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NIJC, July 2, 2020
"A federal court has ruled that the failure of U.S. Immigration and Customs Enforcement (ICE) officers to consider less restrictive settings before transferring unaccompanied immigrant youth to ICE detention on their 18th birthdays violates U.S. immigration laws.
The ruling in Garcia Ramirez et al. v. ICE was the result of more than two years of litigation in the U.S. District Court for the District of Columbia by the National Immigrant Justice Center (NIJC) and Kirkland & Ellis LLP, culminating in an 18-day bench trial in which the plaintiffs presented testimony from over 20 witnesses. The lawsuit challenged ICE’s practice of transferring unaccompanied minors who turn 18 years old to adult custody in the agency’s contracted jails and prisons, without considering less-restrictive placements, like releasing them to family members or youth shelters. In many cases, youth were sent to ICE detention even if they had sponsors waiting to take them in.
In its ruling, the district court found that the U.S. government routinely and systematically fails to adhere to the statutory provisions that require them to consider placement in the least restrictive setting available, and to provide meaningful alternatives to detention as required by amendments to the Trafficking Victims Protection Reauthorization Act (TVPRA). The court stated it will issue an order directing ICE on how to remedy these violations in the near future.
“We were pleased to see that the district court upheld the law and is holding the government agency accountable to apply the law correctly,” said Mary Meg McCarthy, executive director of NIJC.
Data obtained over the course of the lawsuit showed that within months of the federal court certifying the national class action in August 2018, the rate at which ICE transferred 18-year-olds to adult detention centers dropped by half — from 83% at its highest point to about 35%. Decisions about whether youth would be sent to ICE custody or placed in a less-restrictive setting largely depended on which ICE field office was making the decision. No data has been shared in recent months, however, during which the Trump administration has used the COVID-19 pandemic to delay the release of unaccompanied children from Office of Refugee Resettlement (ORR) custody. Advocates worry that more children are again reaching their 18th birthdays in ORR custody, only to be transferred to ICE detention.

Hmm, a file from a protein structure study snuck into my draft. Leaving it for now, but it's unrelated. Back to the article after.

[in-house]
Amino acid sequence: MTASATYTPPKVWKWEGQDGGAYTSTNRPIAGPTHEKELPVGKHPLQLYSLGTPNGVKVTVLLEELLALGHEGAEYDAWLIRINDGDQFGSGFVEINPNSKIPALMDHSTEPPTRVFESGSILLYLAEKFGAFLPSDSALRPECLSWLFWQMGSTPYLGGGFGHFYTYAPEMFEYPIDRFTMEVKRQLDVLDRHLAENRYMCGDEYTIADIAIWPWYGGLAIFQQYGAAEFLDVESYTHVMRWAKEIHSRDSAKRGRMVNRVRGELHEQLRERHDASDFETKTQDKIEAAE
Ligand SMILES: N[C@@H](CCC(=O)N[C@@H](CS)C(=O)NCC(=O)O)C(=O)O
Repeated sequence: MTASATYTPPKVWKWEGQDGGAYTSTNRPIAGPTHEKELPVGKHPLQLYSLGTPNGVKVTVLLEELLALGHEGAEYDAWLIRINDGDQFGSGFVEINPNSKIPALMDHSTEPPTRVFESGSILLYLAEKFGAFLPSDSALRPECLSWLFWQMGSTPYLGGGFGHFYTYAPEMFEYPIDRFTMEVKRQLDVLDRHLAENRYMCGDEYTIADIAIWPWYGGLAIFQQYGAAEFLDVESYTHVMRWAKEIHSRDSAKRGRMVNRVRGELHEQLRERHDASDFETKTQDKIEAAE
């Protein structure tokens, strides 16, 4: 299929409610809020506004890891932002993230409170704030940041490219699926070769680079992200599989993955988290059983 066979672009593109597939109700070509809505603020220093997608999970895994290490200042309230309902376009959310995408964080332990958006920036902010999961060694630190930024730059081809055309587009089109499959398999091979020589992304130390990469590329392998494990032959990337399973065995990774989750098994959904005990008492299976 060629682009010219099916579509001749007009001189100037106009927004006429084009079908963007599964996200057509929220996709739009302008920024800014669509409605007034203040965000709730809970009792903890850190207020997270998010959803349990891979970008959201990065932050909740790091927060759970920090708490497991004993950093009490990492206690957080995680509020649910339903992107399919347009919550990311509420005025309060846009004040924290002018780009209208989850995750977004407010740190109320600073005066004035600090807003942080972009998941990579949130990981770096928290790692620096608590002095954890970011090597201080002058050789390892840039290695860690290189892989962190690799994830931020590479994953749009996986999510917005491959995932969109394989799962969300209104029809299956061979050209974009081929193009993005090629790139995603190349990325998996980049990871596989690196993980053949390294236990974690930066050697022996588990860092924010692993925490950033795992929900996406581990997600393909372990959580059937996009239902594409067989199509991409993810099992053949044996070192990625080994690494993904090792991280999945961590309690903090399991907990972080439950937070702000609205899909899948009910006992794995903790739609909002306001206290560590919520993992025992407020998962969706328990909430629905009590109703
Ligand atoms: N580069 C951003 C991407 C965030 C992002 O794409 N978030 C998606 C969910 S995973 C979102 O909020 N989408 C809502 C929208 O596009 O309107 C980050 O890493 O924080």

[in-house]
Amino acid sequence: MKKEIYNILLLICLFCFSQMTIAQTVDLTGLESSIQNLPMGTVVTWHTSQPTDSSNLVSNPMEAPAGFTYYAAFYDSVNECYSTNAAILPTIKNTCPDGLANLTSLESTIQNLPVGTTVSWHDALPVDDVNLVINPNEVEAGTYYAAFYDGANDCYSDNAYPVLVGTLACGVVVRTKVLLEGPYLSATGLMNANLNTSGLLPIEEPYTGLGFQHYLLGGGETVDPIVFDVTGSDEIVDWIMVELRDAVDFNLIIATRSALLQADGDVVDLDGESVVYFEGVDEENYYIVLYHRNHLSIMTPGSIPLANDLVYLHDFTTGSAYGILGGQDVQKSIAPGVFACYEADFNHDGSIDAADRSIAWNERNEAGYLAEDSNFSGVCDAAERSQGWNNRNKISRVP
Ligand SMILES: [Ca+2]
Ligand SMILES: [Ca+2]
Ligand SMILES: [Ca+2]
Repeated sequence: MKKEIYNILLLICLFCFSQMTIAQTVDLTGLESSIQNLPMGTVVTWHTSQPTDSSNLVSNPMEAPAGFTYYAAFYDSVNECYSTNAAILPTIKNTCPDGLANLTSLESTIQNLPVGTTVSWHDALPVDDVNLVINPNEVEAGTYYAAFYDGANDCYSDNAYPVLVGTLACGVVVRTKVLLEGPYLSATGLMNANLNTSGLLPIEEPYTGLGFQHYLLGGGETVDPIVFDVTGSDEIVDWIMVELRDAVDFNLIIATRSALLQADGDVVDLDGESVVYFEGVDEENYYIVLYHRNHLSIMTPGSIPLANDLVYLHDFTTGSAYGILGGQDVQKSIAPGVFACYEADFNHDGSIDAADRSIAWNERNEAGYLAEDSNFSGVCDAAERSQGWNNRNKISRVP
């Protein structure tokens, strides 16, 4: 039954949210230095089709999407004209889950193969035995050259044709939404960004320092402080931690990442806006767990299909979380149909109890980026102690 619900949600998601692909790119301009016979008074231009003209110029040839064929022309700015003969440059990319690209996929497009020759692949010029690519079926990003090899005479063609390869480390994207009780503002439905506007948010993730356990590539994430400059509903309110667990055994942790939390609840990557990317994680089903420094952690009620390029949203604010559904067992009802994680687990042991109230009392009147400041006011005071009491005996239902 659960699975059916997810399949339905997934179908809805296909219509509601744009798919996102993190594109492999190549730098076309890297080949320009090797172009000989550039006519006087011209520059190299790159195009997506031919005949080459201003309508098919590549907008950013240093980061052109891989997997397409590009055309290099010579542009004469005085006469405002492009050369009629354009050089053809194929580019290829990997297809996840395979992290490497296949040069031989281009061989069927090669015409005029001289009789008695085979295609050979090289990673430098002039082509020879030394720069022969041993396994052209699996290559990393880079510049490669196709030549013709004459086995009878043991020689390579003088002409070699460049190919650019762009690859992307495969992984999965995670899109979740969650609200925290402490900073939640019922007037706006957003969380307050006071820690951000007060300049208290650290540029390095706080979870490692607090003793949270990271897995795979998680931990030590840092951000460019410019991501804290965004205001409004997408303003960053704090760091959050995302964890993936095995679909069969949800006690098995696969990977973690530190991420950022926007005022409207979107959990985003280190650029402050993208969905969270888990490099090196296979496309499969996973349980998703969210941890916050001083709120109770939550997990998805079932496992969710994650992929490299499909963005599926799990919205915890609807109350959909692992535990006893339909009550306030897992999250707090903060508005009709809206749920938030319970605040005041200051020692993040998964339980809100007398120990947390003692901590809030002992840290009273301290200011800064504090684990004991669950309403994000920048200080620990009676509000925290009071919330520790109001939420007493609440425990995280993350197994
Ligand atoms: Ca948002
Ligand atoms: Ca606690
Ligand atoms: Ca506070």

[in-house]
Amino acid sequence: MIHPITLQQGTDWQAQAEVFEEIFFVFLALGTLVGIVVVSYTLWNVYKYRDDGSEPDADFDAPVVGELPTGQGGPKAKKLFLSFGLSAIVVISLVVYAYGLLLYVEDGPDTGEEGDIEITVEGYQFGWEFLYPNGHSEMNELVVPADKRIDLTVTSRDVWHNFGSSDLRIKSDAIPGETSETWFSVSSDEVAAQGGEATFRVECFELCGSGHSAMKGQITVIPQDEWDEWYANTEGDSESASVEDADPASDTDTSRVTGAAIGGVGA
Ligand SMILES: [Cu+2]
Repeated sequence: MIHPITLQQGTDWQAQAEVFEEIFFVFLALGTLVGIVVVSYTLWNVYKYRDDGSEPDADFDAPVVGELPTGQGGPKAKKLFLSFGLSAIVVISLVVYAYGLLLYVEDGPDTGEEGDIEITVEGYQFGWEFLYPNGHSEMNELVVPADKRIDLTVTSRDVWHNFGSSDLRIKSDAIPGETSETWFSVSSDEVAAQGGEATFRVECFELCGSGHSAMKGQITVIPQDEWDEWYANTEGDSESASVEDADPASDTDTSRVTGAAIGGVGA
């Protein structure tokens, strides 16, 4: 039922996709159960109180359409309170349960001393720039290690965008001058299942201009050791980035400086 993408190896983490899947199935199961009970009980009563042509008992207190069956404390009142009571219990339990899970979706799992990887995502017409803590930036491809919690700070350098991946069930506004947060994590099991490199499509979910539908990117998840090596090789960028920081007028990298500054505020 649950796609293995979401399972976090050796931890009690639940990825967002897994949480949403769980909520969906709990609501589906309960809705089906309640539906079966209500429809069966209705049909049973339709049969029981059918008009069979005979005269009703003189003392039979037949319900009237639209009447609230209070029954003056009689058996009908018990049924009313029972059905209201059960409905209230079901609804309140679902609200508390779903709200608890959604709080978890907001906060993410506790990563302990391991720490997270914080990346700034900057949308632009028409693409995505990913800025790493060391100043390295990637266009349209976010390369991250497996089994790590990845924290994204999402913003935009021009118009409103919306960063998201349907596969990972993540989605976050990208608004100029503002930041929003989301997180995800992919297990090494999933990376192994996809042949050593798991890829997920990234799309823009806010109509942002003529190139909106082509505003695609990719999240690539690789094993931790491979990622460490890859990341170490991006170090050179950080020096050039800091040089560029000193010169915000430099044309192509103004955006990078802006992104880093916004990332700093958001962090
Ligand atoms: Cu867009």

Attorneys in the case responded to the court’s ruling:
“This is a great victory for thousands of current and future unaccompanied immigrant children who turned 18 in government custody. We could not be happier with the court’s thorough and well-reasoned decision,” said Kirkland lawyer Steve Patton, who was lead counsel pro bono on this case. “At bottom, this case was about the rule of law. In 2013, Congress enacted a statute requiring that ICE shall consider placement of unaccompanied teenagers in the least restrictive setting available, and that ICE shall make available to them alternatives to adult detention. Our suit asked the court to enforce these statutory directives, and it did exactly that.”
“We’re ecstatic that the court is holding ICE accountable for failing these children, and is insisting on oversight that we hope will prevent more youth from unnecessarily being subject to the abusive ICE detention system when they turn 18,” said Kate Melloy Goettel, legal director, litigation at the American Immigration Council, who litigated the case as an attorney at the National Immigrant Justice Center. “Based on ICE’s own data and testimony, we proved at trial that ICE field offices were automatically sending kids to ICE jail without even considering safer and more appropriate options.”
“Today’s decision affirms that unaccompanied immigrant children are a uniquely vulnerable group that Congress sought to protect,” said Gianna Borroto, senior attorney at NIJC and co-counsel in the case. “As the court recognized, ICE’s practice of systematically jailing children on their 18th birthday violates these important protections under the law.”
The case’s lead plaintiffs are Wilmer Garcia Ramirez, who fled to the United States alone in 2017 when he was 17 years old to escape forced labor, and Sulma Hernandez Alfaro, who fled to the United States as a minor to seek asylum. In the United States, Wilmer was placed into ORR custody, where he applied for a special visa for immigrant children. Later that year, when Wilmer turned 18, ICE took him into custody and sent him to the Eloy Detention Center in Arizona for eight months, even though a family friend was willing to sponsor him upon his release. Similarly, Sulma was initially placed into ORR custody upon her arrival to the United States but was transferred to an ICE detention center upon turning 18, even though a group shelter was willing to accept her."